Re: Meaning of URIRefs

> >The way around these problems is to split definitional content and
> >general content into different documents.
> The trouble with this kind of reply is that it requires all web users 
> to obey unspoken and hard-to-define rules of good behavior.  Note 
> that you, Sandro, were at pains to explain in your earlier message 
> that 'definitional' didn't have any sharp meaning. A very good point; 
> but then it is hardly reasonable to immediately require that all web 
> users segregate their content into documents according to whether or 
> not they satisfy this meaningless distinction.
> BUt more seriously, we can SAY things like this all we want, but 
> people will not in fact do it. Are you going to try to tell, say, 
> Nokia, that they must segregate all their RDF content into different 
> documents according to whether or not they are considered 
> 'definitional'? They would (correctly) laugh at you.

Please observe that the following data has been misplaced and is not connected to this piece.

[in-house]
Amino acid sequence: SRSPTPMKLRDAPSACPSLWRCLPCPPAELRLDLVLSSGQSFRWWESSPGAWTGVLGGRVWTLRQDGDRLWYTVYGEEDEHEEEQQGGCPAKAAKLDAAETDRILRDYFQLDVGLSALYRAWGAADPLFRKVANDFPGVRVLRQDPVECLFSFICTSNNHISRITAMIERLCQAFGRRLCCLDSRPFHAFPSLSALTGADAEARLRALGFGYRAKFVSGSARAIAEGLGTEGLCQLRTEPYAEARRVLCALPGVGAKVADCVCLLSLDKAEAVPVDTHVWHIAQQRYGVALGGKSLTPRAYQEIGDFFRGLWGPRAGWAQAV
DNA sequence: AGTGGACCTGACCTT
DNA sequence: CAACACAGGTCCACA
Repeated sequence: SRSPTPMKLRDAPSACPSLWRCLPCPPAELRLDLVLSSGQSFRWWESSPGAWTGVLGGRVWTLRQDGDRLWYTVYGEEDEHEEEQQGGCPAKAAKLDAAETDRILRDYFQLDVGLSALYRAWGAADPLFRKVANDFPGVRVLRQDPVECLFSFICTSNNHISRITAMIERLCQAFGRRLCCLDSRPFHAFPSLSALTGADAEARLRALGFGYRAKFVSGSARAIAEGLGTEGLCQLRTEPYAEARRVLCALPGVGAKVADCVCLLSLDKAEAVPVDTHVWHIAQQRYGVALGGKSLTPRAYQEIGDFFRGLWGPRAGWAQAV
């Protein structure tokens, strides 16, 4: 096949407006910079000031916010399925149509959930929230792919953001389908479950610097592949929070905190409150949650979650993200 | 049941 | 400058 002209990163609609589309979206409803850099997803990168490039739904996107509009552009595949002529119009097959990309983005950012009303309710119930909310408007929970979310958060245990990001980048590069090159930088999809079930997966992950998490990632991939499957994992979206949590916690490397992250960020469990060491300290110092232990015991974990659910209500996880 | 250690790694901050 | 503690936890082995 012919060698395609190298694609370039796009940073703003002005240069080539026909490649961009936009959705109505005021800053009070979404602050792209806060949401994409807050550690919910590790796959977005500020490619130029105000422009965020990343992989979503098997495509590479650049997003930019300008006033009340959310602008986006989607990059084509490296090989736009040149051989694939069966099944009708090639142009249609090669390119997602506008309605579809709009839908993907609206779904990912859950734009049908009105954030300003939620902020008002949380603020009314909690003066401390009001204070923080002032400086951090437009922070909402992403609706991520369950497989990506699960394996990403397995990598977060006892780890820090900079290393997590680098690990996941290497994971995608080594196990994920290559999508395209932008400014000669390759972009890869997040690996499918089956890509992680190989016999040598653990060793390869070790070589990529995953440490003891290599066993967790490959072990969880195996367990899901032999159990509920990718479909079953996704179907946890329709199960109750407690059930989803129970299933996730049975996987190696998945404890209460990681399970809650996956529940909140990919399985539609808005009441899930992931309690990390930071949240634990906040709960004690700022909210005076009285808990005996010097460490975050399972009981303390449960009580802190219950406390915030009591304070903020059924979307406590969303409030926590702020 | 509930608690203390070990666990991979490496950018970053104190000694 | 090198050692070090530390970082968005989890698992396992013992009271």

(There's some lag in this message chain, so perhaps I've already
addressed this to your satisfaction.  But I'll err on the verbose

I can suggest to Nokia that if they segregate their data carefully,
they will be facilitating use and reuse of the data.  It's not unlike
HTML web sites, where there is ongoing tension between
lazy/short-sited design and good design, where good design has all
sort of benefits which may not be immediately obvious.

The segregation into definitional and non-definitional triples is
certainly an art, but perhaps it's not as black as it seems.  DAML
users don't seem to have much trouble distinguishing between ontologies
and instance data.  I haven't seen a lot of URIRefs pointing into
instance data from other instance data, and I'm not sure what exactly
people intend when they do that.  

Does someone have some real uses cases where this segregation does NOT
seem like good information architecture?  Note that in many cases it's
completely arbitrary in authoring RDF whether, when you say

the &foo; entity is the document's own URI.  (If it is, it's the same
as rdf:ID, give or take a hash mark.)  People often do it because
they're not sure what else the foo might point to.  If they make this
segregation, it would become clear.  &foo; is the definitional
document.  Make it empty if you really have nothing definitional to
say, but you can probably come up with something useful.

   -- sandro

Received on Friday, 25 October 2002 15:12:29 UTC